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Alain Pitre
04-14-2003, 01:46 PM
Hello, in class the other day, someone asked why shumatsu dosa was called fixing movement. I know that I'll get an answer on this forum.

Thanks

Ron Tisdale
04-14-2003, 02:40 PM
I think you'll find the best answer in any of Gozo Shioda's books. I believe he said the idea was to "fix" uke. To freeze them in place while you do the turning movement of shihonage. My teacher describes shiho (usually) as uke being frozen or locked, and shite doing the movement. There are, of course, other ways. Read Shioda Kancho's books for a better description.

Ron Tisdale

Steven
04-14-2003, 03:00 PM
The translation, in Total Aikido is "After class exercise" and in the Intro. to basic techniques, it is "Finishing Movement". I asked Parker Sensei about this and he indicated that "FIXING MOVEMENT" is not correct.

After class or Finishing movement (which "I" read the same) is correct per Shioda Kancho's and Inoue Sensei's books.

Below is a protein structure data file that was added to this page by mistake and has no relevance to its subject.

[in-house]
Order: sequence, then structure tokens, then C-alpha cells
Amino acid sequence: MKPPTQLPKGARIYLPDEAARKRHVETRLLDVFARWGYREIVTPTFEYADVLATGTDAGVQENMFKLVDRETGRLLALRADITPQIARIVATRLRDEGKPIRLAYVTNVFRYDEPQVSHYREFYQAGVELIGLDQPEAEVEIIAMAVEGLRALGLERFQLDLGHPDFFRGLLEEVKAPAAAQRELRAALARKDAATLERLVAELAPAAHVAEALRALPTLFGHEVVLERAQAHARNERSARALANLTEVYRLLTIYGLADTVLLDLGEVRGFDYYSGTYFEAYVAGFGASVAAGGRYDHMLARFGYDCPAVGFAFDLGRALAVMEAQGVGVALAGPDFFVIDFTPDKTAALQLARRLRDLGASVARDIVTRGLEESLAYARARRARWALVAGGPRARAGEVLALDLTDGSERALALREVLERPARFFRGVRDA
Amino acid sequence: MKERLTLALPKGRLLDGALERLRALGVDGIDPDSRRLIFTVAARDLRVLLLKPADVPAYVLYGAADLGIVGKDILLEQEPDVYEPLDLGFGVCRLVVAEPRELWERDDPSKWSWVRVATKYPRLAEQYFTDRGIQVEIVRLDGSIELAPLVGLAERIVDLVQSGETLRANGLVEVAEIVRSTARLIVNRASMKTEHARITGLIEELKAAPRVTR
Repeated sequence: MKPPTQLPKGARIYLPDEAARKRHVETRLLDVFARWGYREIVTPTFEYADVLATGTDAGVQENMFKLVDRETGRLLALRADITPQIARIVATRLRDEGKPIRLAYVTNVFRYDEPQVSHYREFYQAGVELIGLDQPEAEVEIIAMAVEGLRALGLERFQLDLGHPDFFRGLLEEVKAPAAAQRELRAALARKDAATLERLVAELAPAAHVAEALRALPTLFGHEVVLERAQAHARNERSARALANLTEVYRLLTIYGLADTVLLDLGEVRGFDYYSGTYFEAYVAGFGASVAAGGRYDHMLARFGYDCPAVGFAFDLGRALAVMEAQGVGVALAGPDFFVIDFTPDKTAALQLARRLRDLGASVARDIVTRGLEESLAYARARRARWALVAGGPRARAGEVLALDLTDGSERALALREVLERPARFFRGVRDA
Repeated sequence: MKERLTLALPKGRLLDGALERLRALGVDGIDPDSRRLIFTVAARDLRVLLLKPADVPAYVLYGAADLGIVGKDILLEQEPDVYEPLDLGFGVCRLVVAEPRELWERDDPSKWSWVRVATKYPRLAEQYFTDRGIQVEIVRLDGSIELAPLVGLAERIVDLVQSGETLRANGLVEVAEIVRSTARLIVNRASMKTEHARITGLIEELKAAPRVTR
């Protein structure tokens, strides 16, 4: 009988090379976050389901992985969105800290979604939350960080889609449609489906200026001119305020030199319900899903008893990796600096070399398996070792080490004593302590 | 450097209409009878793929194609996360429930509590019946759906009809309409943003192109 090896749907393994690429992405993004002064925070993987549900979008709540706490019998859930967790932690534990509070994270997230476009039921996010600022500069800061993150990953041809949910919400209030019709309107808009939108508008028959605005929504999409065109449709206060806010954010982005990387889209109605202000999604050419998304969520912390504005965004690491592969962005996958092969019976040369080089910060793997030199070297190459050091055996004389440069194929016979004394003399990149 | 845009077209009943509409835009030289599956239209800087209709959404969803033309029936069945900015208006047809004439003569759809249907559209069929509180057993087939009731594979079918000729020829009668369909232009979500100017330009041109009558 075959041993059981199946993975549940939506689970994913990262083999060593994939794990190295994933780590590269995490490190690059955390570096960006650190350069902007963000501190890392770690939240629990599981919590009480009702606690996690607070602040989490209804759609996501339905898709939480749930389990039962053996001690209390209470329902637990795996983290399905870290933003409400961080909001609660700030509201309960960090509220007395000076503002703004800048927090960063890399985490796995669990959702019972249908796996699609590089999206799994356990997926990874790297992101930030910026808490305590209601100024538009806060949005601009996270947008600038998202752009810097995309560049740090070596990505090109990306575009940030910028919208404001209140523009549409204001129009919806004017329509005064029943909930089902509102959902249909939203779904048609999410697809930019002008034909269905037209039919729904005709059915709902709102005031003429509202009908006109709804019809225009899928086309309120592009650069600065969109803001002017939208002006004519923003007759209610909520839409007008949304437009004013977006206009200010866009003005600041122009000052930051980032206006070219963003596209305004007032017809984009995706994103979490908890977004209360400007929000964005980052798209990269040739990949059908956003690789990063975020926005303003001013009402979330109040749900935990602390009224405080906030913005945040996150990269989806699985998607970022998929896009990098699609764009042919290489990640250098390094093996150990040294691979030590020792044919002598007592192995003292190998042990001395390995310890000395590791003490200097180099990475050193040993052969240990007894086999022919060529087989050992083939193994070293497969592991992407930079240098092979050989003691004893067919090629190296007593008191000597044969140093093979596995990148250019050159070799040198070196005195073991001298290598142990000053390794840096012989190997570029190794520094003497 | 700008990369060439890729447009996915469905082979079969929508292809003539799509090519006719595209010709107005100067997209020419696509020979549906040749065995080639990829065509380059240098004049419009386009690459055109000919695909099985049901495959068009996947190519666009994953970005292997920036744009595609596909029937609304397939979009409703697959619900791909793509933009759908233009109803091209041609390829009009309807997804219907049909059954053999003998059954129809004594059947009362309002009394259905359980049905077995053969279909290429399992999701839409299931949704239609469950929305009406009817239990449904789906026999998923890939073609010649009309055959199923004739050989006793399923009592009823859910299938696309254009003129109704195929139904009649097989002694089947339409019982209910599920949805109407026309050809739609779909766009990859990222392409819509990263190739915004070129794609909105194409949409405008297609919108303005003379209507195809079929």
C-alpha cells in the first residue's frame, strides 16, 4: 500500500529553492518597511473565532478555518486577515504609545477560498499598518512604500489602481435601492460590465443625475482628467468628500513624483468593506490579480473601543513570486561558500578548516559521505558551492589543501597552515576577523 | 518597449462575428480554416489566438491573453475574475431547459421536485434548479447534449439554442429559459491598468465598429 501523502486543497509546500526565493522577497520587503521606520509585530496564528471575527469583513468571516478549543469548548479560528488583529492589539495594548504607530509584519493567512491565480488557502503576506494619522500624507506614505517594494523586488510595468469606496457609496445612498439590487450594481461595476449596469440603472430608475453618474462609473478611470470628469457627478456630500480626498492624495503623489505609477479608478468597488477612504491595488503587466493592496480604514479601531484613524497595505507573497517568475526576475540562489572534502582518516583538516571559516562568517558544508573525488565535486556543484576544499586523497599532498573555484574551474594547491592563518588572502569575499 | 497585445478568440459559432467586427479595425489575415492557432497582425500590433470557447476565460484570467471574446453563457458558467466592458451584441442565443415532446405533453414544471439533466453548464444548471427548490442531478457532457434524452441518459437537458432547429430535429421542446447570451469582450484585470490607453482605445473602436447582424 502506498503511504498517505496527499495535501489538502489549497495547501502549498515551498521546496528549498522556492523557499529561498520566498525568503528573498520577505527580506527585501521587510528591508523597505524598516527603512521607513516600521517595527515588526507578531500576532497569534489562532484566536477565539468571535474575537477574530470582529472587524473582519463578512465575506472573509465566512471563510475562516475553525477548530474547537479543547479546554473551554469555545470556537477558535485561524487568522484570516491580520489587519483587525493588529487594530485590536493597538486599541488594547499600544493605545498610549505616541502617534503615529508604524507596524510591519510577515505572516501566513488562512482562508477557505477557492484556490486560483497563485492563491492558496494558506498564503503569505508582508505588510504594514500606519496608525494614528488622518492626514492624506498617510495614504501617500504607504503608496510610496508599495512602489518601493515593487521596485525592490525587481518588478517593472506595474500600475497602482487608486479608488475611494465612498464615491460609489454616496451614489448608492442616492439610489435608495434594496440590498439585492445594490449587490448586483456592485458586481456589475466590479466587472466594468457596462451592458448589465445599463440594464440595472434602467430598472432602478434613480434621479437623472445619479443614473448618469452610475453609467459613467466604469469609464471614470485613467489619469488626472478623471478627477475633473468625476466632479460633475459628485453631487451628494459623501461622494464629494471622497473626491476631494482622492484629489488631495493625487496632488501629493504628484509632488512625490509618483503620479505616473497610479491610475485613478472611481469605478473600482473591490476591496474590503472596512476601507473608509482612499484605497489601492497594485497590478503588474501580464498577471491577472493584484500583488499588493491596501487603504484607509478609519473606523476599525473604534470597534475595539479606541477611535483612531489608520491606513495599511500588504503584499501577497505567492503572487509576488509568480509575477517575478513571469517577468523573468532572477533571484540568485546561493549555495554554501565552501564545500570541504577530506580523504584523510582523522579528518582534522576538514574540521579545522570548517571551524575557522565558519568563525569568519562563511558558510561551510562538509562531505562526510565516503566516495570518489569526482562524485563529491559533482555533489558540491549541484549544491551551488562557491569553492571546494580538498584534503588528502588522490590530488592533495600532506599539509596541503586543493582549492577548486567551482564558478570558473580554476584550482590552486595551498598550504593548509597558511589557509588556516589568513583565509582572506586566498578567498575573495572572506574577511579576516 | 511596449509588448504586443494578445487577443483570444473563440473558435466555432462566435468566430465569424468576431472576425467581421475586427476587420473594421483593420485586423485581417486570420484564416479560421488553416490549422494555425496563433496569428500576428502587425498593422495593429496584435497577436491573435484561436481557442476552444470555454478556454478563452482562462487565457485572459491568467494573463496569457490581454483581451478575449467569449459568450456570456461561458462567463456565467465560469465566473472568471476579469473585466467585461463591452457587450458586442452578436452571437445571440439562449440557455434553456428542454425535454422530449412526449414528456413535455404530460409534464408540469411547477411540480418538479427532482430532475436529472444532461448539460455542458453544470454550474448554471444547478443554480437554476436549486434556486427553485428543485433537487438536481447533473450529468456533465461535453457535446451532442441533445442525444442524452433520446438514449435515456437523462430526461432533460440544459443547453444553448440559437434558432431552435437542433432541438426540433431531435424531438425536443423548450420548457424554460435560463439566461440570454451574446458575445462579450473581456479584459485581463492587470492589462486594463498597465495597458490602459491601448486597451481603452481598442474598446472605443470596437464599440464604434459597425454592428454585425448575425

As Ron said, read either of these two books or talked to Parker Sensei who will be in your neighborhood soon, if not there already.

/sm

Ron Tisdale
04-21-2003, 10:53 AM
Well, I finally got the time to do some checking.

From "Total Aikido, the Master Course", by Gozo Shioda [Kodansha, 1996]:
To fix

"Fix your power," "the energy is fixed." Lead uke's power so that it reaches its full extent of movement, at which stage uke loses his ability to pull back or withdraw. By fixing the energy, uke is not able to let go of the hand he has grasped.
page 28.

In "Dynamic Aikido", by Gozo Shioda [Kodansha, 1977] on page 36 and again on 38, Shumatsu Dosa is refered to as "Fixing Movement" as opposed to the more commonly used "Finishing Movement" or "After Class Exercise" noted in the sources Steven sited above.

While possibly a mistake in translation in the one source, I think the definition given of "fixing" in "Total Aikido" is very telling; I believe it bears some serious thought.

Ron Tisdale